No burlesque party will ever be complete without a Parov Stelar soundtrack.

Contributed by @orchidhunter.

Touch - MOTHXR.

This is the first track of 2016 that really excites me. MOTHXR mine a most compelling vein of darkly sensual funktronica. Brooklyn band MOTHXR is the project of actor Penn Badgley (ex Gossip Girl) and his friends Simon Ocroft, Darren Will and Jimmy Giannopolous, and they sound like they’ve been making music together their whole lives. It’s slick and layered and groovy.

MOTHXR’s debut album Centerfold is out February 26th. Get it.

Contributed by @orchidhunter.

Made with SoundCloud
Looking For Someone
  • Looking For Someone
  • East India Youth
  • Total Strife Forever

Looking For Someone - East India Youth.

Total Strife Forever is the lush debut album of William Doyle’s East India Youth project. It is filled with experimentation and novelty, but never steers too far away from a pop sensibility that makes the album very listenable. Single “Looking For Someone" starts with a Beatles-esque acapella intro that rapidly descends into some fat and nasty synth bass lines and sci-fi choral effects that wouldn’t sound out of place in the soundtrack to a really great Aronofsky film. East India Youth is an act to watch.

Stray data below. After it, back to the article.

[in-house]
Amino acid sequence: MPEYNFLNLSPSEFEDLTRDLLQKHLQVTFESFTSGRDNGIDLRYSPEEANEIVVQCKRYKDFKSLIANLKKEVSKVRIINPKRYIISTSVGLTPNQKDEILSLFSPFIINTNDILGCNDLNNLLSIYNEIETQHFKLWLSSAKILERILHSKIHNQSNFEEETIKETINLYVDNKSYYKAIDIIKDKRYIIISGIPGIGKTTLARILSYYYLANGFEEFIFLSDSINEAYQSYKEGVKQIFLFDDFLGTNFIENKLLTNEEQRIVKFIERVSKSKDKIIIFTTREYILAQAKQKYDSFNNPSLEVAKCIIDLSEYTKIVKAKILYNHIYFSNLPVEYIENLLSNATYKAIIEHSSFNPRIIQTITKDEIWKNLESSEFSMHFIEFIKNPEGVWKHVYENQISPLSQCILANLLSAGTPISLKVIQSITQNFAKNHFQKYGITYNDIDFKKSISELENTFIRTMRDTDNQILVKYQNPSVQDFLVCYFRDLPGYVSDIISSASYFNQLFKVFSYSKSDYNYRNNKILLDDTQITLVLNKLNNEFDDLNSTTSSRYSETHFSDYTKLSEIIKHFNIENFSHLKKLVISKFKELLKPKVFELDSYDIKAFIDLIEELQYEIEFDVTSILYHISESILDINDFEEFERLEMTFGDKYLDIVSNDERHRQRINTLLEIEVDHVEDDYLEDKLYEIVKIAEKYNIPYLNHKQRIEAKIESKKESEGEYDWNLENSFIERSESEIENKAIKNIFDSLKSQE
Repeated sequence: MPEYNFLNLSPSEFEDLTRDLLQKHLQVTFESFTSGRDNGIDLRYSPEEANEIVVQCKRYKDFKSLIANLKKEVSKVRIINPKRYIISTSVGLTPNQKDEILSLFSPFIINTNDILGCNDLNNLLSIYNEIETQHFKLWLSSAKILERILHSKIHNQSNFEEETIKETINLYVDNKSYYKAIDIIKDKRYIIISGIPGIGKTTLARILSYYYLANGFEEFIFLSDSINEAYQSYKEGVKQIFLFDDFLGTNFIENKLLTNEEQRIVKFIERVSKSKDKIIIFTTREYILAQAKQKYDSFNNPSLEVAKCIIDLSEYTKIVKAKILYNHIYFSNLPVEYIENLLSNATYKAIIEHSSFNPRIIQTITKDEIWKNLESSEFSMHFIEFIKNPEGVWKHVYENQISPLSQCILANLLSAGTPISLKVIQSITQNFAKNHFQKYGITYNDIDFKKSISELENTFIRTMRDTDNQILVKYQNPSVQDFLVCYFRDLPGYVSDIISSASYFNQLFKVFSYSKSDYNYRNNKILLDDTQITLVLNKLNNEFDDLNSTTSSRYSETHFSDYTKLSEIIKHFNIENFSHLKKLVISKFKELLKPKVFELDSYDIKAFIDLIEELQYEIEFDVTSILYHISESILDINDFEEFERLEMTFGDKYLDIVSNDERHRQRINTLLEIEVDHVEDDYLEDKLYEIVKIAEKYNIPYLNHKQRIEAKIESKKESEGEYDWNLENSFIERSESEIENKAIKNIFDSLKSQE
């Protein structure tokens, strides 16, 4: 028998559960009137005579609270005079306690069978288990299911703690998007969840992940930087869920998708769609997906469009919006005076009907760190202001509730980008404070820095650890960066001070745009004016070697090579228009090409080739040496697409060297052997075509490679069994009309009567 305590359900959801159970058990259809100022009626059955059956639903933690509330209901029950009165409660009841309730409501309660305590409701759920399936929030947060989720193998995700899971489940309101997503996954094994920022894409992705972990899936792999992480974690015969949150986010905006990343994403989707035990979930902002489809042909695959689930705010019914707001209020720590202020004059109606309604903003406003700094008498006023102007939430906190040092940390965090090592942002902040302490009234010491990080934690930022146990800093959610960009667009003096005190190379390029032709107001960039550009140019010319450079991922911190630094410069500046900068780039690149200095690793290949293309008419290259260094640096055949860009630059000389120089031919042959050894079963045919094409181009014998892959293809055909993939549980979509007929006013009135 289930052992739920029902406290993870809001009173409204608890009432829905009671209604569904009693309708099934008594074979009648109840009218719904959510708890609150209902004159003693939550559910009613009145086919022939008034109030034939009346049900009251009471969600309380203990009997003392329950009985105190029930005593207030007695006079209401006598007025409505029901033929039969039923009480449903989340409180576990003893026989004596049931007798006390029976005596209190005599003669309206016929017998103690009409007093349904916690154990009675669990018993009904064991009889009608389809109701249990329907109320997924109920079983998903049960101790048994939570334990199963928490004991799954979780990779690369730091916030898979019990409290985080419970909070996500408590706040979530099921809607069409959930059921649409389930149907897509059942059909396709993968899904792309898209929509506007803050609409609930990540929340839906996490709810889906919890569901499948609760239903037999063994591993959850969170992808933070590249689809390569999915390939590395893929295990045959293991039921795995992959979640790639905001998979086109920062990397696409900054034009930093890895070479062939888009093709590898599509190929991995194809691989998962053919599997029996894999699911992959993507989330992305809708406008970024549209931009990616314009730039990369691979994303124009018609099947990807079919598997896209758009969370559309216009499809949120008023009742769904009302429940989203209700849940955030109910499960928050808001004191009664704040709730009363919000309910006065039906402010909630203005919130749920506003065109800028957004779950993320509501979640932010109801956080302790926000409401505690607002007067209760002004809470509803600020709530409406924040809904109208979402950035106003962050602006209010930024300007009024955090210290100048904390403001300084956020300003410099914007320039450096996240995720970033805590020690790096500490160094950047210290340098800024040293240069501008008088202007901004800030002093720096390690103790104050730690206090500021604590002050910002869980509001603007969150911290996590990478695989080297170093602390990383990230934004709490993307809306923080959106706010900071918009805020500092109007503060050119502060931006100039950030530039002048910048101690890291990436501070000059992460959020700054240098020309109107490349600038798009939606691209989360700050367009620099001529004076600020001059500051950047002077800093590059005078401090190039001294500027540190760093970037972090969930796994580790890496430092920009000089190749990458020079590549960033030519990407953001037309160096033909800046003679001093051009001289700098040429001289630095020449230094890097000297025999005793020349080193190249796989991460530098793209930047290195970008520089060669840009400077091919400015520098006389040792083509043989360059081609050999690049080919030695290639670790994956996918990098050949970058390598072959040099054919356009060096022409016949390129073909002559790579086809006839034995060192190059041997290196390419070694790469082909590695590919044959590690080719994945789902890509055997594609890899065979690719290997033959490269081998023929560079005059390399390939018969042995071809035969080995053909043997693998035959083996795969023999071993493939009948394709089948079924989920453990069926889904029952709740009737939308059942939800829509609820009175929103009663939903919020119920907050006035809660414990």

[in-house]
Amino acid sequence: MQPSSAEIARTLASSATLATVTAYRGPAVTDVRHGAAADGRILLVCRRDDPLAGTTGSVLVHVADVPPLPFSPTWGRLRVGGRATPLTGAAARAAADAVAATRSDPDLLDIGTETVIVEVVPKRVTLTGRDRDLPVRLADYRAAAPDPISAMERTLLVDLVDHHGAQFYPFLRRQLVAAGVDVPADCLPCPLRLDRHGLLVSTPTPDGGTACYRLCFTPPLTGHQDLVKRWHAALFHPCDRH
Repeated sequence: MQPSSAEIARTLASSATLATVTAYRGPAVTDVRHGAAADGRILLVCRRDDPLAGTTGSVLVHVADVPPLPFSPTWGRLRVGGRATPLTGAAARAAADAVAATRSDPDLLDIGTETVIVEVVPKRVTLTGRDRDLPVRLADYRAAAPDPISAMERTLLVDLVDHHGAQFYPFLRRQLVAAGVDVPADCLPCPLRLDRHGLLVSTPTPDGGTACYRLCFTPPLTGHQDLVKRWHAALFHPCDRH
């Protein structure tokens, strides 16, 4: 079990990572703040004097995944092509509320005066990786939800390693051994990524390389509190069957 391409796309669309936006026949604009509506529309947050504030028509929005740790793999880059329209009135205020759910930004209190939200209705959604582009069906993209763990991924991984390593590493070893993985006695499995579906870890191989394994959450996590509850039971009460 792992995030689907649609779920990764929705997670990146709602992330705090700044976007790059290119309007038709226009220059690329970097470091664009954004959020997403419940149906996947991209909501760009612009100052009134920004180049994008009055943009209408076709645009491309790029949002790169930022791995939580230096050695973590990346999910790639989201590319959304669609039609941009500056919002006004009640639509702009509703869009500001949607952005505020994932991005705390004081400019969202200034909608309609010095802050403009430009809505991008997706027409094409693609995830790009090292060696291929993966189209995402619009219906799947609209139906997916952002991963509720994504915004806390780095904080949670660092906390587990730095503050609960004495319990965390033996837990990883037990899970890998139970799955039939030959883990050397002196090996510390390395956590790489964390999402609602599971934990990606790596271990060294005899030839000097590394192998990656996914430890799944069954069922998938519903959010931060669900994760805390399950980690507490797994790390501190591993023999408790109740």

Contributed by @orchidhunter.

Annie - Neon Indian.

I’ve loved Neon Indian’s chillwave, synthpop vibes since 2011′s Era Extraña album. We finally have a new track, and it’s tropical and gorgeous. There’s a reggae inflection to the rhythm here, buoyed up by some watery ambient sounds in the intro. Alan Palomo’s vocals are like a hit of ozone, recalling Friendly Fires, Slow Knights, OK Go, and somewhere underneath, somehow, vintage Lionel Richie. Slick guitars and synths round out this stellar track, set to become a staple of driving playlists everywhere.

Contributed by @orchidhunter.

Made with SoundCloud

I’m Ready - Geographer.

I’ve been a huge fan of San Francisco indie-rockers Geographer ever since I saw them open for Ladytron back in 2011. Needless to say, I’ve been obsessively checking for updates about Geographer’s 3rd LP, due out early this year. At last, there’s a new track to listen to, and it’s exquisite.

New single ‘I’m Ready’ is sonically intricate, but grounded in solid songwriting. Frontman Michael Deni’s soaring, crystal-clear vocals are supported by effervescent percussion and synths, and some amazing cello from Nathan Blaz. I just cannot wait to hear the rest of the record.